38. Pie Charts and Bar Charts
    used to represent proportional differences in data categories either by triangular wedges or with bars of different sizes
  39. Quadrant
    graphs are created by vertical and horizongal ines which intersect at right angles. The four sections which result are each called a quadrant.
  40. Normal Distribution
    Gaussian Distribution
    takes on the bell shape because it is symmetrical and unimodal and the standard deviation is 1/6 of the range.
  41. Point of Inflection
    a normal curve moves outward more quickly than downward occurs at +/- one standard deviation from the mean
  42. positive skew
    when the mean is larger than the median
  43. negative skew
    when the mean is smaller than the median
  44. Kurtosis
    • describes how much spread there is in a distribution
    • skewness
    • defines how bunched up the data is
  45. Mesokurtic
    • Normal distribution
    • standard deviation is about 1/6 R
  46. Platykurtic
    • distribution with too much variability
    • Standard deviation is greater than 1/6 R
  47. Leptokurtic
    • little variability
    • standard deviation is less than 1/6 R
  48. Standard Normal Distribution
    there is only one standard normal distribution
  49. Z transformation
    • scores = 0
    • standard deviation = 1
  50. Modified Standard Score
    created so that it has a prespecifiied mean and standard deviation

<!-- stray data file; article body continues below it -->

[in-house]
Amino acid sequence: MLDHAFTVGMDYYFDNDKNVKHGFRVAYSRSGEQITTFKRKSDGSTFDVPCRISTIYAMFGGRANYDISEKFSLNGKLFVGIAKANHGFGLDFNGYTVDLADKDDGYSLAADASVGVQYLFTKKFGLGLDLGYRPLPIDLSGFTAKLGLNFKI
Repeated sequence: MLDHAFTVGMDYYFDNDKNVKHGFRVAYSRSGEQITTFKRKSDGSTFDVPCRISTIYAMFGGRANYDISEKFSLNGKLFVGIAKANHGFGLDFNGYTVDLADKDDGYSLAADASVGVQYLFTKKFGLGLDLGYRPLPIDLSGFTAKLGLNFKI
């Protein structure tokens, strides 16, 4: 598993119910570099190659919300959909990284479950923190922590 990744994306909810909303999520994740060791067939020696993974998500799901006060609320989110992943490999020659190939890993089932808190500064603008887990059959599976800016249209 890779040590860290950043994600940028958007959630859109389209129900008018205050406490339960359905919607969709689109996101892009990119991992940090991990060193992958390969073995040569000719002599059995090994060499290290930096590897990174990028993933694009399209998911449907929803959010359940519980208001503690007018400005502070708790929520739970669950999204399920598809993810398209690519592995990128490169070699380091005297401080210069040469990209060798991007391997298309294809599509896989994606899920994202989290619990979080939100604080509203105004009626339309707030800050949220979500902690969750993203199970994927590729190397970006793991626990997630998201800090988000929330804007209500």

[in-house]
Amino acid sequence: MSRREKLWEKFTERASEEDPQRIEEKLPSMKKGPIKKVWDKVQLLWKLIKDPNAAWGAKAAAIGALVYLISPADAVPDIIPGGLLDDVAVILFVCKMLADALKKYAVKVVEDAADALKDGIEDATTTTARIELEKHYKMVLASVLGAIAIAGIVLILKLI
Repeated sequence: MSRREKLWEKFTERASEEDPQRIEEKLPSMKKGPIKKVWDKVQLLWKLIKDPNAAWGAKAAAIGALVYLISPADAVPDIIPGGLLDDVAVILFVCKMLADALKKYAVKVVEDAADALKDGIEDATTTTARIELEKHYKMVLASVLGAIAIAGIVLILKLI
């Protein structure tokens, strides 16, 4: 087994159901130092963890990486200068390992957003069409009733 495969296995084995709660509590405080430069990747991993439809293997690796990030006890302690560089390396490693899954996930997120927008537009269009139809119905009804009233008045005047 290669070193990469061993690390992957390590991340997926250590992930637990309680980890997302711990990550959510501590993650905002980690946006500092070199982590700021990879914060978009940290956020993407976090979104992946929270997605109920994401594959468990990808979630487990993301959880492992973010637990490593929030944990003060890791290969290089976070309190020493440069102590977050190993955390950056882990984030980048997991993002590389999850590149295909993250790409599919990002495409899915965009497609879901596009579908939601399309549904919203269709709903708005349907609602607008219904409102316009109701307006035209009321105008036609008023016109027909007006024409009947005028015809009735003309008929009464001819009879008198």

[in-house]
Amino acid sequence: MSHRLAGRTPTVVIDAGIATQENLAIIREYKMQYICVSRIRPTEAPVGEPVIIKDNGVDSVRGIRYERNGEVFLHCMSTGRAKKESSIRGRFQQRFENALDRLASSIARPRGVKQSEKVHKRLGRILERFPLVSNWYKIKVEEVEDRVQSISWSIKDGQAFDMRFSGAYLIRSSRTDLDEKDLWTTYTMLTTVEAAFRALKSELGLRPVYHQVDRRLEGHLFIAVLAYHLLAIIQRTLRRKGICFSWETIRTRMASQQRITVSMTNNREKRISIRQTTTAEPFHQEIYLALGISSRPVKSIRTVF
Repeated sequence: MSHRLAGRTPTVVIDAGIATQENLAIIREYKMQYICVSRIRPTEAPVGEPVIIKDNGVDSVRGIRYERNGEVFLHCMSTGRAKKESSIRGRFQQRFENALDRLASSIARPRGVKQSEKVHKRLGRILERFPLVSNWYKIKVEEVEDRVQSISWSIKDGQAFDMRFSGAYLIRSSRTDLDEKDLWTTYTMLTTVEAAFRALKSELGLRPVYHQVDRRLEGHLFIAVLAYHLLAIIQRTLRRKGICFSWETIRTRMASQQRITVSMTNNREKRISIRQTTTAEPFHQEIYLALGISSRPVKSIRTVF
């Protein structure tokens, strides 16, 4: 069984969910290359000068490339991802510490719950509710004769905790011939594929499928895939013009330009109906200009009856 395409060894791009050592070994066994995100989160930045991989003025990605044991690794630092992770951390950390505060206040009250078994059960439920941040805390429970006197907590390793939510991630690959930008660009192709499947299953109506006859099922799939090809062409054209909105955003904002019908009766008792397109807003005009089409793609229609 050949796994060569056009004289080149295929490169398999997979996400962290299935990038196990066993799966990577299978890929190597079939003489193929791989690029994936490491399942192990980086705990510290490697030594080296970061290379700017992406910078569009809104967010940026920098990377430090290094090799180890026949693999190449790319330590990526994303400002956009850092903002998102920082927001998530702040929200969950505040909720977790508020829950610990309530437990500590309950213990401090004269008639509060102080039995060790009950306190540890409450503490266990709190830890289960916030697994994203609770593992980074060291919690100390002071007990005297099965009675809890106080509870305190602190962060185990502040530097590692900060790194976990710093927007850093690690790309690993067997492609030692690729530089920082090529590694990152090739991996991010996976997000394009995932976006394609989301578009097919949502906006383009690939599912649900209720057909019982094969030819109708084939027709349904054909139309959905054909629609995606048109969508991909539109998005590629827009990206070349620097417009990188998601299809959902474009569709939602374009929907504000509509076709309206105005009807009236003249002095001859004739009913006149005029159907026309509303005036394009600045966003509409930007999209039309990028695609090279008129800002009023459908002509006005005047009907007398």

51. The Distribution of Sample Means
    population based on the means of samples rather than on individual scores. it allows one to determine whether a particular sample is likely to have been drawn from the specified population which is the z test
  52. Central Limit Theorem
    A population of sample means will be normal even if the distribution of individual scores wasn't
  53. Sampling Error
    the difference between characteristics of the sample and those of the population
  54. law of large numbers
    indicates that error diminishes as sample size increases
  55. Standard Error of the Mean
    measure of variability in the distribution of sample means. It is the standard deviation of all the sample means that constitute the distribution of sample means.
  56. Statistically Significant
    that an outcome isn't likely to have occured by chance
  57. Alpha level
    • the probability of incorrectly determining a statistically significant result
    • occurs if when the null hypothesis is erroneously rejected.
    • if further testing with new data indicates that the initial finding of statistical significance was in errror, an alpha error occured with that first test.
  58. Type II or Beta error
    occurs when one incorrectly concludes that a result isn't statistically significant.
  59. Confidence Intervals for Z
    intervals within which the population mean represented by a sample will probably occur.
  60. stastistics v. parameters
    characteristics of sample v characteristics of population
Card Set
terms from the book